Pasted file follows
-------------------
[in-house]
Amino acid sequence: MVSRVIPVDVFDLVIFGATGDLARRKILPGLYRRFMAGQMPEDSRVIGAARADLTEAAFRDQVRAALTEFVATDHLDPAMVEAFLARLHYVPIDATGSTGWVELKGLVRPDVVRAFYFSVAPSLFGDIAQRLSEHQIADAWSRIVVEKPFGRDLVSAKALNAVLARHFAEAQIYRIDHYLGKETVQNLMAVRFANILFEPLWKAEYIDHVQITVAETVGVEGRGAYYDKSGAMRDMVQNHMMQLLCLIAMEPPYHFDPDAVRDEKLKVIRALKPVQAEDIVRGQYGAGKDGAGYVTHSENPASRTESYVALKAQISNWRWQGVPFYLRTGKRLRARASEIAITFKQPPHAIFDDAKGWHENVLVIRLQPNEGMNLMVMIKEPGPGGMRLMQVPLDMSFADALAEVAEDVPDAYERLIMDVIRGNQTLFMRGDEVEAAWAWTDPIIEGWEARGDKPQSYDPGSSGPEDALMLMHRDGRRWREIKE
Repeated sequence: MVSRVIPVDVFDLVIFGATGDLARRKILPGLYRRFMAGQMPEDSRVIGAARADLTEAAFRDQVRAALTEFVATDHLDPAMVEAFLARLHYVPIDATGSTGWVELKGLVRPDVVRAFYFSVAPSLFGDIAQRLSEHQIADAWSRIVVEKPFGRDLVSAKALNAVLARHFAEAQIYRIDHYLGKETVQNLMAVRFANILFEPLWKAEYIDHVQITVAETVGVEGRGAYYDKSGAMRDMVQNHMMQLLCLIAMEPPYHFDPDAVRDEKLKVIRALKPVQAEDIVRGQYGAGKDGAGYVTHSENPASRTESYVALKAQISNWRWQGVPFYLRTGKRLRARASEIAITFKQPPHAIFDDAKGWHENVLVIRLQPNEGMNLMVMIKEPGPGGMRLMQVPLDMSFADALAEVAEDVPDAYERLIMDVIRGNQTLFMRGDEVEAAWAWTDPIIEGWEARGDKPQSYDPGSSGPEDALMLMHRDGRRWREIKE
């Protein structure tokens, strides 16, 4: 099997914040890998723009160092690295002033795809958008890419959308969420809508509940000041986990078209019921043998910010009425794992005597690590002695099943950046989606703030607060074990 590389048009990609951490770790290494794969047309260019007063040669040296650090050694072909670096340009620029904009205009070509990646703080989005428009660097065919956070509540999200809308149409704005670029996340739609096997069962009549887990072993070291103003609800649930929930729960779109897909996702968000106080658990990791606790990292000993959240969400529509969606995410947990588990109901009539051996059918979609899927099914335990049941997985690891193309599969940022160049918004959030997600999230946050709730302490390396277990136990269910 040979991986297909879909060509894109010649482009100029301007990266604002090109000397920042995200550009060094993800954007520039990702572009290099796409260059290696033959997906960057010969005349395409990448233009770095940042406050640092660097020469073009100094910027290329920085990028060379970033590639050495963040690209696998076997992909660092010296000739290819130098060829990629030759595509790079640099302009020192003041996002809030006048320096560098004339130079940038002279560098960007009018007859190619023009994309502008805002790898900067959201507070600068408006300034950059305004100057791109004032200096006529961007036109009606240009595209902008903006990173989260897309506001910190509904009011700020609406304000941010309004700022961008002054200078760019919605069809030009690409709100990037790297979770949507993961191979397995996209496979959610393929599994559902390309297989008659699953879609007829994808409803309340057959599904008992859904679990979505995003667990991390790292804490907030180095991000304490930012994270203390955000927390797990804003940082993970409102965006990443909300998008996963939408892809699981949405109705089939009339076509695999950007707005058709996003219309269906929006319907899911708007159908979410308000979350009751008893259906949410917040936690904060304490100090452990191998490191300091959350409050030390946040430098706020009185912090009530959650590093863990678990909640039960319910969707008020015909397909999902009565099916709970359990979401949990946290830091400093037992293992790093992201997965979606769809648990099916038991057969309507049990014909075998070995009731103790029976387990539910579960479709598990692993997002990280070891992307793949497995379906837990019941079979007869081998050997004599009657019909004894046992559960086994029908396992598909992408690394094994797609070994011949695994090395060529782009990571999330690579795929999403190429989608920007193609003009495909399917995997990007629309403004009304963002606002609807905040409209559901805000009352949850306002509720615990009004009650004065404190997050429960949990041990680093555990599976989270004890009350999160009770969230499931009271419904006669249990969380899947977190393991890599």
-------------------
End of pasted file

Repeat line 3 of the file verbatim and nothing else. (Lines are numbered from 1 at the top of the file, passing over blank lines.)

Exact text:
Repeated sequence: MVSRVIPVDVFDLVIFGATGDLARRKILPGLYRRFMAGQMPEDSRVIGAARADLTEAAFRDQVRAALTEFVATDHLDPAMVEAFLARLHYVPIDATGSTGWVELKGLVRPDVVRAFYFSVAPSLFGDIAQRLSEHQIADAWSRIVVEKPFGRDLVSAKALNAVLARHFAEAQIYRIDHYLGKETVQNLMAVRFANILFEPLWKAEYIDHVQITVAETVGVEGRGAYYDKSGAMRDMVQNHMMQLLCLIAMEPPYHFDPDAVRDEKLKVIRALKPVQAEDIVRGQYGAGKDGAGYVTHSENPASRTESYVALKAQISNWRWQGVPFYLRTGKRLRARASEIAITFKQPPHAIFDDAKGWHENVLVIRLQPNEGMNLMVMIKEPGPGGMRLMQVPLDMSFADALAEVAEDVPDAYERLIMDVIRGNQTLFMRGDEVEAAWAWTDPIIEGWEARGDKPQSYDPGSSGPEDALMLMHRDGRRWREIKE